My Sister, My Science Report, by Margaret Bechard

My Sister, My Science Report

Tess Anderson thinks life with her teenage sister, Jane, is pretty bad. All Jane can talk about—when she’s talking to Tess at all—is boys, makeup, and how fat her thighs are. And things get even worse when Tess is assigned to do a science report with Phoenix, the gooniest guy in school. But when Phoenix thinks of a new subject for their science report, Tess learns that science, Phoenix, and even Jane can be a lot more interesting, more complicated, and funnier than she ever dreamed.

My Sister, My Science Report, by Margaret Bechard

Reviews

“[Bechard] has a fine hand for amusing dialogue and description. Thoroughly enjoyable.” —Kirkus Reviews

“This funny first novel … the quick pace, adept exaggeration, and funny spy scenes make it quite entertaining.” —The Horn Book

  • Nominee Florida Reader’s Choice Book Award (Sunshine Award), 1993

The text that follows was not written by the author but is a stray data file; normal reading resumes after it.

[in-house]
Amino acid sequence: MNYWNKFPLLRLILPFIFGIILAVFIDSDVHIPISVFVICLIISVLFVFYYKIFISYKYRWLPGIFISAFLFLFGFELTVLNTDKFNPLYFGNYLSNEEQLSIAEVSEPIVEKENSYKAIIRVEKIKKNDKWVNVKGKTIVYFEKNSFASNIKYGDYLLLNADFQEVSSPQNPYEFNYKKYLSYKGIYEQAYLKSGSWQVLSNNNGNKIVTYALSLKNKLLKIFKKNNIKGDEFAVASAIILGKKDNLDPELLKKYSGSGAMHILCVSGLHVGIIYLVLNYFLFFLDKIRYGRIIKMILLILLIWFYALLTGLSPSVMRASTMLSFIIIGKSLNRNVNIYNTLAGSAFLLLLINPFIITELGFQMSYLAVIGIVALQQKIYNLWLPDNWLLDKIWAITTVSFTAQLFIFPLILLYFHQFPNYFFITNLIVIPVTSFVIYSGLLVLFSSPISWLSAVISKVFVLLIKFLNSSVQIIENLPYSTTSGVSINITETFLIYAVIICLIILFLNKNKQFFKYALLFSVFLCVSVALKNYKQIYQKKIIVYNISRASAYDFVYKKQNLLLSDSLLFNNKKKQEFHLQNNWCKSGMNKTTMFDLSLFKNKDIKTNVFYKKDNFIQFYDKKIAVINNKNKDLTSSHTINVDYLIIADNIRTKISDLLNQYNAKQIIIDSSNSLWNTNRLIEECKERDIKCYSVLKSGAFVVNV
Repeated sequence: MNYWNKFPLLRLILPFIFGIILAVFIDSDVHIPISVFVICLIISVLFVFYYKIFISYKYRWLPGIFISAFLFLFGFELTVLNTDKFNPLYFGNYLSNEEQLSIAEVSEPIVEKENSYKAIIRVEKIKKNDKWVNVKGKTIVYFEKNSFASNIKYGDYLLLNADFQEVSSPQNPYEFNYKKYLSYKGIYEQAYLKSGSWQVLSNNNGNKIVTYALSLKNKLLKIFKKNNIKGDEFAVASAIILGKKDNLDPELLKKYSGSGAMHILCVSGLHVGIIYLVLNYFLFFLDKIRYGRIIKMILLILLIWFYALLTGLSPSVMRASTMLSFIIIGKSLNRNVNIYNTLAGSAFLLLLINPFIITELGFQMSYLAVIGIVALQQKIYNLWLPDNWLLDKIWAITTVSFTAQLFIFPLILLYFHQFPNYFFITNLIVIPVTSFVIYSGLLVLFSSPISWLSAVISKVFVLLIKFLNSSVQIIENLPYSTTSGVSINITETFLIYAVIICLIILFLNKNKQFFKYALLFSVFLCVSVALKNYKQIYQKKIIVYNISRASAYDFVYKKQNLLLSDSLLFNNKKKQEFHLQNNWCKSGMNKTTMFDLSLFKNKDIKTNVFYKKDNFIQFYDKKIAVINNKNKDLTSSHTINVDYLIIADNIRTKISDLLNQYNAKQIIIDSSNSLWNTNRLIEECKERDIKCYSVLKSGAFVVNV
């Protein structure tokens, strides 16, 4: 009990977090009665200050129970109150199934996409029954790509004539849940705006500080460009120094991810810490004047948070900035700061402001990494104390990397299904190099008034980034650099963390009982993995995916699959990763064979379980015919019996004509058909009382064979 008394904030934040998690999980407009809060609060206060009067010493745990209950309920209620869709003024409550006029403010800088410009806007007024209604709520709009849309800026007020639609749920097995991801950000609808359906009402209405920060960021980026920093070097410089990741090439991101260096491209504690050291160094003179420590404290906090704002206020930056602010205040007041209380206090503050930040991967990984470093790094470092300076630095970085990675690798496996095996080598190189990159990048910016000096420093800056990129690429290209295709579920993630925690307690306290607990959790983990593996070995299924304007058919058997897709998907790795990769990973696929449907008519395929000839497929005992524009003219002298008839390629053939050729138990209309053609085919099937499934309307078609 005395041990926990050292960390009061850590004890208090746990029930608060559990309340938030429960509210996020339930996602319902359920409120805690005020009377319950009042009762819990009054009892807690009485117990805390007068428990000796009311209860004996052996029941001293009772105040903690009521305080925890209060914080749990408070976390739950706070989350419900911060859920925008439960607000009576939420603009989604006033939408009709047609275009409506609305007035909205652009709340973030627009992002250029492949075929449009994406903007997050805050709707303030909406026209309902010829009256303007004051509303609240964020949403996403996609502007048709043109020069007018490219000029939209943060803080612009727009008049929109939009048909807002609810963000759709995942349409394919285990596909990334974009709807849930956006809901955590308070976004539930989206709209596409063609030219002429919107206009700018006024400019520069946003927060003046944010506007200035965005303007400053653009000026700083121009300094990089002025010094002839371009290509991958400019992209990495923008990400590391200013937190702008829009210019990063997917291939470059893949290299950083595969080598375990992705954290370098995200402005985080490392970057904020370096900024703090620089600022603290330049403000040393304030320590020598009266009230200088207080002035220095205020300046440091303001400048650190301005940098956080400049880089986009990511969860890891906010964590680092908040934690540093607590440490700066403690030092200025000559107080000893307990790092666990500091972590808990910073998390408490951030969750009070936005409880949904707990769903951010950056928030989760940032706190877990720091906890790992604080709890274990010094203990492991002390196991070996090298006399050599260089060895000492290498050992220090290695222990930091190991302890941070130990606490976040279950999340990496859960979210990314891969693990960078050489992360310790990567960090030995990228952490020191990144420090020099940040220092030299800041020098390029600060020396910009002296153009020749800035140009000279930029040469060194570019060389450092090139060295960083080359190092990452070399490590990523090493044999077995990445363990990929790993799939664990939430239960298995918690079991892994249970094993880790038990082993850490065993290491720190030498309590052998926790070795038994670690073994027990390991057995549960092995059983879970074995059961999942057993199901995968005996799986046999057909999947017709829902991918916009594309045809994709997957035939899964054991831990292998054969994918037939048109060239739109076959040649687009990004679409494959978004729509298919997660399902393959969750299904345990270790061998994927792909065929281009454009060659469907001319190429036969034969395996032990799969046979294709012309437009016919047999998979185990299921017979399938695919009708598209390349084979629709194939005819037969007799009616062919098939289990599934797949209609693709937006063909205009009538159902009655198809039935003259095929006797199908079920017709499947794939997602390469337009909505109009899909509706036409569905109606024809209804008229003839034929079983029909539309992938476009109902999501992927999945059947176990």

Author’s Notes

This was not the first novel I wrote—that was actually Star Hatchling—or an earlier, sadly muddled version of Star Hatchling—but this was the first novel I wrote successfully. I think we all, consciously and unconsciously, pick up “Rules for Writing” as we progress through our careers. And I started this book with many of those “rules.”

One of them was “Ideally a novel takes place over the span of at least a week.” (I have no idea where I picked that up, but it had the reassuring sound of authority to it.) I spent months trying to make this story span a week. I had all kinds of filler scenes. All kinds of “montage” scenes—the equivalent of pages of a calendar being torn off and blown away. But with every one of those filler scenes, I lost a huge step in tension. The story just started to drag. And I could not drag myself, or my characters, through an entire draft.

Finally, in desperation, I sat down and looked at what I had. And I realized that, really, this story could happen over the course of one day. Maybe a day and a half. Tops. So … and this was a huge step for me … I threw away that “rule.” I decided to try a draft with that shortened time period. And things fell together. I got Tess and Phoenix to the end of their story.

I still struggle with those “rules.” And with all those voices that tell me how a story “has” to be written. I still have to remind myself to trust my own instincts and my own knowledge of the characters and their story.